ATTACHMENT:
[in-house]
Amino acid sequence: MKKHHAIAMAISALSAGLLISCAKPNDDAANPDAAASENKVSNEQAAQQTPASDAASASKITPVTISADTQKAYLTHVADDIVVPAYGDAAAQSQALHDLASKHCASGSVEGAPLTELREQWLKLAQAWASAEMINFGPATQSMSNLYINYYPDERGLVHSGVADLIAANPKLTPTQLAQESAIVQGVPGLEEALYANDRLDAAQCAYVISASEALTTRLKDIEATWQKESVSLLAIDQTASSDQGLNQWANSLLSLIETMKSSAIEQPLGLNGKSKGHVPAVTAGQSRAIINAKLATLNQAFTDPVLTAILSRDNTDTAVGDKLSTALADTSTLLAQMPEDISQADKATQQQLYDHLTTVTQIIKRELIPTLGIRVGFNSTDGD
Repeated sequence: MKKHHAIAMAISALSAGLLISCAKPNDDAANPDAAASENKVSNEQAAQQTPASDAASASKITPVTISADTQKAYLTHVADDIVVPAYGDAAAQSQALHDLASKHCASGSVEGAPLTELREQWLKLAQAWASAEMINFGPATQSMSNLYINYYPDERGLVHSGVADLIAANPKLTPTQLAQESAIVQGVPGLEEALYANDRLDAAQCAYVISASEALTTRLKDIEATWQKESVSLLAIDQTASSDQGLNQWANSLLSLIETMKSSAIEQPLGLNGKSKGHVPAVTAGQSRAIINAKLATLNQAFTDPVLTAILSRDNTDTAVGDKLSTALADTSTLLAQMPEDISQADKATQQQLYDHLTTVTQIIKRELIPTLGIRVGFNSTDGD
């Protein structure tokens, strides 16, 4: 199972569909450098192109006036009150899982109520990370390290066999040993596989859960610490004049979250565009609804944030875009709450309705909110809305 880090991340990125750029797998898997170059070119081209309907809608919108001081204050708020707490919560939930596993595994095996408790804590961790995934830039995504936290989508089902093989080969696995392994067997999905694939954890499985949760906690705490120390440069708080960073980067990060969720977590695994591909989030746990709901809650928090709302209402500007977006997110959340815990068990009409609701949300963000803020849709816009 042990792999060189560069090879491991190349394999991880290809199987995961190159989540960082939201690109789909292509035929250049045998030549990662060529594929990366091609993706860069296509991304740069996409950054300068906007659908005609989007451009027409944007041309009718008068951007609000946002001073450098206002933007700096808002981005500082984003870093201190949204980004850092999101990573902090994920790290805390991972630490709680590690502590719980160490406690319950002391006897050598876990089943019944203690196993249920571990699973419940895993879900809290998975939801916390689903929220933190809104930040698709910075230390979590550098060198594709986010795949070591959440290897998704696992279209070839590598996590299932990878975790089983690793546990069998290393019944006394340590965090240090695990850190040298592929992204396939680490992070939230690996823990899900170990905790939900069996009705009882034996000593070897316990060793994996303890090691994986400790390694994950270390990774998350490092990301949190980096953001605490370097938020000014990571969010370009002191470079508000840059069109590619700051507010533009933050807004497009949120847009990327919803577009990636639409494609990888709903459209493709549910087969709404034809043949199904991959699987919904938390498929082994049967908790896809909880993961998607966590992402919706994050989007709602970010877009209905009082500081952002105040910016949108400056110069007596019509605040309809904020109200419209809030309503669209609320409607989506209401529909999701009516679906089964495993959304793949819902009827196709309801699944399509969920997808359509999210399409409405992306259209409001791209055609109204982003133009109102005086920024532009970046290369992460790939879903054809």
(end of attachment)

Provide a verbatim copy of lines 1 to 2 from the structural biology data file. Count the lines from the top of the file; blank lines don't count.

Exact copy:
[in-house]
Amino acid sequence: MKKHHAIAMAISALSAGLLISCAKPNDDAANPDAAASENKVSNEQAAQQTPASDAASASKITPVTISADTQKAYLTHVADDIVVPAYGDAAAQSQALHDLASKHCASGSVEGAPLTELREQWLKLAQAWASAEMINFGPATQSMSNLYINYYPDERGLVHSGVADLIAANPKLTPTQLAQESAIVQGVPGLEEALYANDRLDAAQCAYVISASEALTTRLKDIEATWQKESVSLLAIDQTASSDQGLNQWANSLLSLIETMKSSAIEQPLGLNGKSKGHVPAVTAGQSRAIINAKLATLNQAFTDPVLTAILSRDNTDTAVGDKLSTALADTSTLLAQMPEDISQADKATQQQLYDHLTTVTQIIKRELIPTLGIRVGFNSTDGD